Indian diplomat, author, and UN Under Secretary General Shashi Tharoor has been nominated by India for the position of UN Secretary General. India is also looking for support from Asian countries for regional rotation of the top post. According to the Ministry of External Affairs (MEA) the next UN head should be from Asia when the present Secretary General Kofi Annan steps down in December. The African group has extended its support for regional rotation.
In response to the nomination, 50-year-old Tharoor told DNA, “As someone who has served the UN for 28 years and believes in the organisation, I am deeply honoured to be nominated.” If Tharoor winds up with the top job, he will be the first Indian in 61 years to helm the UN and also the youngest. In recent times, Tharoor has met Indian Prime Minister Manmohan Singh twice to discuss the issue. He has also met Congress President Sonia Gandhi.
A final decision on the candidate for the top UN post is expected by October-November this year.
Tharoor is the author of eight books and has won many literary awards including the Commonwealth Writers' Prize. Currently the Under Secretary General Communications and Public Information at the UN, Tharoor has handled many key areas in the UN including peacekeeping, communication strategy, and human rights. As part of the UN's communications strategy, Tharoor undertook responsibility for ensuring the "coherence and effectiveness" of the UN's external message.
According to the MEA, "Tharoor's internationally acclaimed stature and experience make him eminently suitable to become the next Secretary General of the United Nations." India is looking at garnering support for Tharoor's candidature from other member countries.
The US has not made an announcement on its support for candidates of any country. They will do so near to the end of the process. According to reports, Bush administration officials have said that considering that the post of Secretary General is extremely important, the US will look very carefully at the nominees. Tharoor's competitors include South Korean foreign minister Ban Ki-Moon, Thai Deputy Prime Minister Surakiart Sathirathai, and Sri Lankan diplomat Jayantha Dhanapala.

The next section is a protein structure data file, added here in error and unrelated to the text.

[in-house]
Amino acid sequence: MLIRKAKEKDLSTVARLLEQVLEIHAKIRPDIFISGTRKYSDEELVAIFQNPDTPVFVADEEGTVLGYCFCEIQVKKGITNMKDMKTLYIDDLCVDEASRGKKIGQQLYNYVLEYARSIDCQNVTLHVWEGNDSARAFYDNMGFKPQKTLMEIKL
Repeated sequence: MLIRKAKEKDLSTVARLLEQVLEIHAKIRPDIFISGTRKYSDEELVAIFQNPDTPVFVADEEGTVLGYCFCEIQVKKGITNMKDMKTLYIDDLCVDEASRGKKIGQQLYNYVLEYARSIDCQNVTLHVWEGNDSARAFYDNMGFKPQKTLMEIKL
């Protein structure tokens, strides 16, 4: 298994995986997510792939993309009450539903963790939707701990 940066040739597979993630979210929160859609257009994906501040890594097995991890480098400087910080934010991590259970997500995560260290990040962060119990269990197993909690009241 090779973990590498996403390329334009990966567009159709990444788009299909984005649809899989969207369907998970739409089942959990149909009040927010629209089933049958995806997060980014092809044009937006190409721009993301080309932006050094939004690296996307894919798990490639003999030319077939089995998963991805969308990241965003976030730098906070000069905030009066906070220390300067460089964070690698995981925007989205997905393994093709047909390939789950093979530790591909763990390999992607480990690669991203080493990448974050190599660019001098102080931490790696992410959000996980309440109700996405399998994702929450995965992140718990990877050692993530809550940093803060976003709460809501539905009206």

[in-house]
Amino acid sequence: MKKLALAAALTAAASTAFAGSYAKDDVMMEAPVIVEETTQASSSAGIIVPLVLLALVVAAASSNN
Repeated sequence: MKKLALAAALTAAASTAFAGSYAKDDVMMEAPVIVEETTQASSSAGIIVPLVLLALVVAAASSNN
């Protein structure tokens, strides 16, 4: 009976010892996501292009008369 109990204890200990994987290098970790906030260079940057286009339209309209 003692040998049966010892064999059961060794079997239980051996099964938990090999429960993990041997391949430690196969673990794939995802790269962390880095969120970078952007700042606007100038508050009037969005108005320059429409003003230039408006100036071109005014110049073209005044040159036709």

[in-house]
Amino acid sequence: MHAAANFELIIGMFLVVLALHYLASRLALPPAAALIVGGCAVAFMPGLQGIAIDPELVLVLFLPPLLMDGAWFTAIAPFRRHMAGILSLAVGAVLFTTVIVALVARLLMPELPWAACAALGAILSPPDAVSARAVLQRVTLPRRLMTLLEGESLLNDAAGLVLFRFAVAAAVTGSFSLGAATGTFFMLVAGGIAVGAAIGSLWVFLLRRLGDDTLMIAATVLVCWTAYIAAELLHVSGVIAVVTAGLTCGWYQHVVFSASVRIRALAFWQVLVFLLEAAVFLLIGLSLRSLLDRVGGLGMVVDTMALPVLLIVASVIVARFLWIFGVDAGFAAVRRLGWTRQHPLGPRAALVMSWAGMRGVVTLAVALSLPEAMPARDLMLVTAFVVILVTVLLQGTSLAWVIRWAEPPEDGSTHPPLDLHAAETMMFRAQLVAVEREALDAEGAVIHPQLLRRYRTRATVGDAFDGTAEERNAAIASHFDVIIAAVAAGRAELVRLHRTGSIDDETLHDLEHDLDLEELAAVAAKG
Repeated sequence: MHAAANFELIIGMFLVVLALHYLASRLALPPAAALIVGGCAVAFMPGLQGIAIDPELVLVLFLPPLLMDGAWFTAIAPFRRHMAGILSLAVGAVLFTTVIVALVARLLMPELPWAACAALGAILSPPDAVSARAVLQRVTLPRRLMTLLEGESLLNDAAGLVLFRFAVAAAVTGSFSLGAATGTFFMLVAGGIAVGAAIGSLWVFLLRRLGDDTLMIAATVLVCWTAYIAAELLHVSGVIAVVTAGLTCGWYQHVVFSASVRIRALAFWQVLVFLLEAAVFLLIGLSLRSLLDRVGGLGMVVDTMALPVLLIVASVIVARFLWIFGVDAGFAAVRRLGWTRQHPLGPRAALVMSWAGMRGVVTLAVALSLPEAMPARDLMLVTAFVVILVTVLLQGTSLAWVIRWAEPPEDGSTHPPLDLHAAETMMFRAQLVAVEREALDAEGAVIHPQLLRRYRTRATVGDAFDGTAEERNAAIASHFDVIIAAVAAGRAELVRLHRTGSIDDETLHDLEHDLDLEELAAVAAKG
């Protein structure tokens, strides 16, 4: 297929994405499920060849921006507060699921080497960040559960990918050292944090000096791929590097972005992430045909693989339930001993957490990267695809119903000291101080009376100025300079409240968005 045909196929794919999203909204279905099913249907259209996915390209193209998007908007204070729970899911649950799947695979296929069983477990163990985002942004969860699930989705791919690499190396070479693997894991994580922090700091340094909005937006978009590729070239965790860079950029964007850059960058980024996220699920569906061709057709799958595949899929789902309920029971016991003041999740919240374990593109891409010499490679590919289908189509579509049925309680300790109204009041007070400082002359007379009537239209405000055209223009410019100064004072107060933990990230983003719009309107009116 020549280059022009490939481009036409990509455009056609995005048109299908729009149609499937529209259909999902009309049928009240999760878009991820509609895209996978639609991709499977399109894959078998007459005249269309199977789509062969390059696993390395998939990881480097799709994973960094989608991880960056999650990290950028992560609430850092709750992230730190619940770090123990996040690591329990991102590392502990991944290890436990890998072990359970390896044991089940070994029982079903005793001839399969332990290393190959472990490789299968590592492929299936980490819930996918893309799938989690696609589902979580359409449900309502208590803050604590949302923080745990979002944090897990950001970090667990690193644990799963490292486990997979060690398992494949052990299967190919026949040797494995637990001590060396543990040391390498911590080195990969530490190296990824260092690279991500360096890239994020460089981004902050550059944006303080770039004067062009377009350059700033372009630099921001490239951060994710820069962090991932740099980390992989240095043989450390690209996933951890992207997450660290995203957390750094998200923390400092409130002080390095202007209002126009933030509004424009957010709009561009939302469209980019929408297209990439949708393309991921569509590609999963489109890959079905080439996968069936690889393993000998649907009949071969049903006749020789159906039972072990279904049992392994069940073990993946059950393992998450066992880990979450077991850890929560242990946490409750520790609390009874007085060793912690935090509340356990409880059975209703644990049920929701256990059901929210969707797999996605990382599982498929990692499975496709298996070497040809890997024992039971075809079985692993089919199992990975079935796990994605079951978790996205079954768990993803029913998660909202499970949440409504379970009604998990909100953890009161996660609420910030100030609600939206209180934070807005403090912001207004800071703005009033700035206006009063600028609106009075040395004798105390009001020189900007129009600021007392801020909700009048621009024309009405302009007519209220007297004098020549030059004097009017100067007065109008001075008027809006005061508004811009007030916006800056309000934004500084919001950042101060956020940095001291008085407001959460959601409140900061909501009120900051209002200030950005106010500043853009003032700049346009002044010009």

Meanwhile, Pakistan has indicated that it is likely to field its own candidate for the top post. According to reports, Pakistan has been considering the issue for a while and India's announcement will definitely hasten a decision.
There are also concerns that this move may put paid to India's ambition of becoming a permanent member of the UN security council. According to sources, traditionally, permanent members do not field candidates for the post of Secretary General. As a result former Secretary Generals have belonged to smaller states such as Norway (Trygve Lie), Sweden (Dag Hammarskjold), Burma (U Thant), Austria (Kurt Waldheim), Peru (Javier Perez de Cuellar), Egypt (Boutros Boutros-Ghali) and Ghana (Kofi Annan).
To secure the post, Tharoor will need the backing of the five members of the Security Council: the US, Britain, Russia, France, and China. Tharoor's campaign will revolve around the need to overhaul the UN. What might work for Tharoor is the fact that he has been part of the UN bureaucracy for years and understands the system very well.